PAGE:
Judge denies bond for Oath Keepers leader charged with sedition

A judge has denied bond for Stewart Rhodes, the leader of the right-wing Oath Keepers charged with seditious conspiracy for his role in the Jan. 6, 2021, attack on the Capitol.

Magistrate Judge Kimberly Priest Johnson issued an order on Wednesday that Rhodes must be detained as his trial is pending, arguing that his release “could endanger the safety and wellbeing of others.”

She pointed to Rhodes’ involvement in the Jan. 6 riot and evidence that he was planning for “a much more violent attack” in Washington, D.C. and argued that the defendant could easily seek refuge from custody and avoid being apprehended if released, all of which fueled her decision to deny him bail.

“Defendant’s authoritative role in the conspiracy, access to substantial weaponry, and ability to finance any future insurrection, combined with his continued advocacy for violence against the federal government, gives rise to a credible threat that Defendant’s release might endanger others by fostering the planning and execution of additional violent events,” Johnson wrote in the order.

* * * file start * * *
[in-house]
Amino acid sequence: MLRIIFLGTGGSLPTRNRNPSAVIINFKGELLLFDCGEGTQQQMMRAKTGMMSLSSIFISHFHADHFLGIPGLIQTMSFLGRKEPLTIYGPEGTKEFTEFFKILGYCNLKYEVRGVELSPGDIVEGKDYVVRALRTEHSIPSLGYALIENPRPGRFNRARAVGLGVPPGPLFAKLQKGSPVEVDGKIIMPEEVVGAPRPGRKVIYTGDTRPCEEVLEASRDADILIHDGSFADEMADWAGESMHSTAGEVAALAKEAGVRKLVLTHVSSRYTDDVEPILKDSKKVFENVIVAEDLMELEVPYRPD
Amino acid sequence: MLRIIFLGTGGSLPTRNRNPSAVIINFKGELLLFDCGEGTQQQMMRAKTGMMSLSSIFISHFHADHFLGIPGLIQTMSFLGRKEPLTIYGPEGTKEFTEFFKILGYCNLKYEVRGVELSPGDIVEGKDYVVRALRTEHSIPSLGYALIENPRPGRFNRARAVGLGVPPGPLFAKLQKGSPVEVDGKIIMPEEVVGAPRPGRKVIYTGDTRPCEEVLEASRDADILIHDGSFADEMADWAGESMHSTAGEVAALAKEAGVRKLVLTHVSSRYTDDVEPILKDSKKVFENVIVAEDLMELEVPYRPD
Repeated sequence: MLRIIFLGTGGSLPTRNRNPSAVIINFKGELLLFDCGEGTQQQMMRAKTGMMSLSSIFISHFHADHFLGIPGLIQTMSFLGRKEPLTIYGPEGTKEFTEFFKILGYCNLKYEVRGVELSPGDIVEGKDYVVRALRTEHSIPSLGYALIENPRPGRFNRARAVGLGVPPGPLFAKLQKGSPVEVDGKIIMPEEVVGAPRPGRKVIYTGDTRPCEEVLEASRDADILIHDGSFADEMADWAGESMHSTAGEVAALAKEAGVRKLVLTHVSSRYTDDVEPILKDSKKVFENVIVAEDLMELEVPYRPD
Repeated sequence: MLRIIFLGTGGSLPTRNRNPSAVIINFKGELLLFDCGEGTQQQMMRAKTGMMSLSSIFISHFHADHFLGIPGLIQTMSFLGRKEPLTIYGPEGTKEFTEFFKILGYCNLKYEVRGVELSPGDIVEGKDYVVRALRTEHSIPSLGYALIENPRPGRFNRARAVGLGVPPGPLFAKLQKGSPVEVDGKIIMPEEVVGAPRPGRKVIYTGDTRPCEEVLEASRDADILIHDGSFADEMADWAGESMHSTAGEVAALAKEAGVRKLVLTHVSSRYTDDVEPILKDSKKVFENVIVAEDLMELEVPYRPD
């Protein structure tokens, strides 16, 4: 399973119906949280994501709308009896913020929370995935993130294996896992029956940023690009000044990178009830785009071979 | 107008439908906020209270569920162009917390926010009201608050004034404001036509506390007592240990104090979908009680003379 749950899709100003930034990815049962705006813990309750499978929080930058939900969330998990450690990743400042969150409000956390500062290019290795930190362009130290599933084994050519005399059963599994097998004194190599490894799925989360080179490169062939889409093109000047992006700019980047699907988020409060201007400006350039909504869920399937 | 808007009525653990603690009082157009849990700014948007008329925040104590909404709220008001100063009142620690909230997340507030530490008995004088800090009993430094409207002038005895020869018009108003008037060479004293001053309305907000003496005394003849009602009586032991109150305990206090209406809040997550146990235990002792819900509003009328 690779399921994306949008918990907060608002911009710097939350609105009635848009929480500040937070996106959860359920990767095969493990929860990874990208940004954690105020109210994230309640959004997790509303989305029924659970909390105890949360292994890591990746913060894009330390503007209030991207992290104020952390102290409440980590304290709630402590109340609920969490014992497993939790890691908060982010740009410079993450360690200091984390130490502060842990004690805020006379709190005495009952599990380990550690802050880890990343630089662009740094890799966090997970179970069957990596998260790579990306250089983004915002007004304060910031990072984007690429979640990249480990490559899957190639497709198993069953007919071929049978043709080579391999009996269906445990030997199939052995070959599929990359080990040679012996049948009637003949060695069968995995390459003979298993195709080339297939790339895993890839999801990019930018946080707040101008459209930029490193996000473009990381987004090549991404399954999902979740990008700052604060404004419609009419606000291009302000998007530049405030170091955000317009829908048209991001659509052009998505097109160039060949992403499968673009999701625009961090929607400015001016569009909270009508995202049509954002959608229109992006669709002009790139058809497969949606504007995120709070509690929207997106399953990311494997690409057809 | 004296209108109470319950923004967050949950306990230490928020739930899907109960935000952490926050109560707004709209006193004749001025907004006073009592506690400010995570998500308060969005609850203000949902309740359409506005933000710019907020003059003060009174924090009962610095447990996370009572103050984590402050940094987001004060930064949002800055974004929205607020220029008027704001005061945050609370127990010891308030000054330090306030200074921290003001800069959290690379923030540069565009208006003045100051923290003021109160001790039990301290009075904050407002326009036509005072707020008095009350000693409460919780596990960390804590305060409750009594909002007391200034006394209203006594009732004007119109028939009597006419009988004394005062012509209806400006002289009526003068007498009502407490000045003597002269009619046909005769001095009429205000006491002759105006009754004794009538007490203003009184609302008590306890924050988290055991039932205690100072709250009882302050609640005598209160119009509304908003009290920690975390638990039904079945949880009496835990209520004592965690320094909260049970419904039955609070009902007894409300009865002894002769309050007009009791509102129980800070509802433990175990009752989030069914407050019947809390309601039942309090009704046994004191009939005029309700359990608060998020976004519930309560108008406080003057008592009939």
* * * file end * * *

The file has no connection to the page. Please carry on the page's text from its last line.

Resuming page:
“This is especially so given Defendant’s technical savvy, military training, and familiarity with encrypted communication; it is nearly impossible to effectively monitor communications made through encrypted messaging and video conferencing applications, which Defendant is known to use,” she added.

The judge also said there is “some evidence of a propensity towards violence in Defendant’s personal relationships.”

The decision by Johnson comes after prosecutors asked that Rhodes be kept in jail while awaiting trial, arguing that he presents a flight risk and is a danger to the community.

Justice Department lawyers said Rhodes has the “willingness and capacity” to continue engaging in criminal behavior.

“There is overwhelming evidence that Rhodes organized a plot to oppose by force the execution of the laws of the United States and that he possesses the willingness and capacity to continue to engage in criminal conduct,” the lawyers wrote in a brief last week.

“Under these circumstances, only pretrial detention can protect the community from the danger Rhodes poses.”

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